In his book, “The Innocents Abroad”, Mark Twain describes journeying to the holy land with a group of pilgrims in the 1860’s. He describes a barren and desolate land, that contains nothing but deserts, wastelands, swamps, full of neglect and contagious diseases. All this was before the Jews returned. Once they began coming, Arab tribes followed in their footsteps, so that Arab claims to being in the land from time immemorial are put to the lie even by Twain.

In the Passover Haggadah I mentioned earlier, we also say each year: “In every generation they rise to destroy us, but the Lord rescues us from their hands.” No one, not even today, has a rational explanation for the continued existence of anti-Semitism.  We only know that it is there, kicking and screaming. It began with our becoming a nation, in Egypt, and continued all through the years of exile during which period most of our nation was systematically murdered. That is how we find ourselves, after 1900 years and after the Holocaust, approximately the same population size as we were when the long exile began.

Possibly, anti-Semitism is a product of Israel’s G-d-given task of being “a light unto the nations,” commanding the Jews to set a moral example and to spread monotheism in the ancient world of paganism and cruel idol worship. That may have caused jealousy and hatred, mixed with admiration. Jewish tradition had it that the world was round 1200 years before Galileo was hounded by the Church for saying so.  In Jewish law,  women were called “daughters of kings” long before the world realized the basic rights of women. The Jewish people served as an island of culture, purity, charity and lovingkindness, all found in the 613 commandments, those between man and his fellowman, those between man and his God.  Although most of the world has abandoned idol worship by now, that hatred did not cease in the bitter exile with which we were subjected, but in which we never bowed. We remained stalwart spiritually and it is that strength that gave us the foundations for our national steadfastness.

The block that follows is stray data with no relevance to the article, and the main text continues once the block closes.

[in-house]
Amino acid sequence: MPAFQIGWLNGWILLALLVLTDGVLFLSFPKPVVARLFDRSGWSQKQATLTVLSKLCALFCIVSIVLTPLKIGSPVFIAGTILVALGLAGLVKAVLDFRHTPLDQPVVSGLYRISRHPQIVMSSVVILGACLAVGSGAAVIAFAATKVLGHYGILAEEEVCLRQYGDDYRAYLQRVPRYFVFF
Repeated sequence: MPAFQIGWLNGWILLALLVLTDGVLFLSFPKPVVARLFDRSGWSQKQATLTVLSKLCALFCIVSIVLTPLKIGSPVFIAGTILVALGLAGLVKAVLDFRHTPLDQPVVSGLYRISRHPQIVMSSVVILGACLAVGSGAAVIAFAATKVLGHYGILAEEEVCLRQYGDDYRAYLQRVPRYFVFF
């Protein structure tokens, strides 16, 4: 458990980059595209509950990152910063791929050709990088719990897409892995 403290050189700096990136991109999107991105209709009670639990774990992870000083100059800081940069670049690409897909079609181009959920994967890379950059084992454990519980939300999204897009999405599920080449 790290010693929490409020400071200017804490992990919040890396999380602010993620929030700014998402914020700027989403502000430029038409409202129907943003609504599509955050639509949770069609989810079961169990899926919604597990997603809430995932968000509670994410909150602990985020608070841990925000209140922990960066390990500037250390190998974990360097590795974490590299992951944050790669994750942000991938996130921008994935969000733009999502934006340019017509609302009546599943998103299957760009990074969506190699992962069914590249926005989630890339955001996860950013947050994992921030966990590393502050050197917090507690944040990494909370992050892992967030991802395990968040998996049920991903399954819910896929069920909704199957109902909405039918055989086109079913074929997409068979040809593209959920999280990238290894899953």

On November 2, 1917, Lord Arthur James Balfour, Foreign Secretary and past Prime Minister of Great Britain, issued the famous Balfour Declaration, that posits the founding of a national home for the Jewish people in the land of Israel. Its authors were referring to the Biblical borders of Israel, with whose boundaries the English people were familiar from studying the Holy Book, that land which lay on both sides of the Jordan River, extending from the northernmost Golan Heights to Aqaba in the south, close to 116 thousand square kilometers.

In 1920, the San Remo International Conference confirmed the Balfour Declaration and gave Britain the mandate over both sides of the Jordan River.  King Feisal of Iraq, in the name of the Arab delegation to the 1919 peace conference after WWI, wrote: “Our delegation here in Paris are fully aware of the suggestions the Zionist Federation made to the peace conference. In our eyes they are modest and fitting, and we will do our best to have them accepted. We will welcome the Jews warmly when they come home.

Two years later, the eastern bank of the Jordan, an area of about 90,000 square kilometers, was separated and closed to Jewish immigration.  What remained for the Jews was the west bank of the Jordan, an area of only 26,000 square kilometers. The decision to hand over the land east of the Jordan to the head of the Saudi royal family, was decided on by Great Britain for political ends.

The plan to partition the land of Israel west of the Jordan River, as suggested by the Peel Committee in 1936, was called “a midget-sized Jewish country”, by revisionist leader Zeev Jabotinsky, in his 1937 speech before Parliament.  The heads of Jewish settlement in Israel declared that even if the Jews are forced to accept the partition against their will, they see it as a temporary solution. Chaim Weizmann, later Israel’s first president, said: “This is an arrangement that can last 25-30 years”, and David Ben Gurion, later to be Israel’s first Prime Minister, reacted: “I see our future as cancelling the partition, once we have become secure in our state”.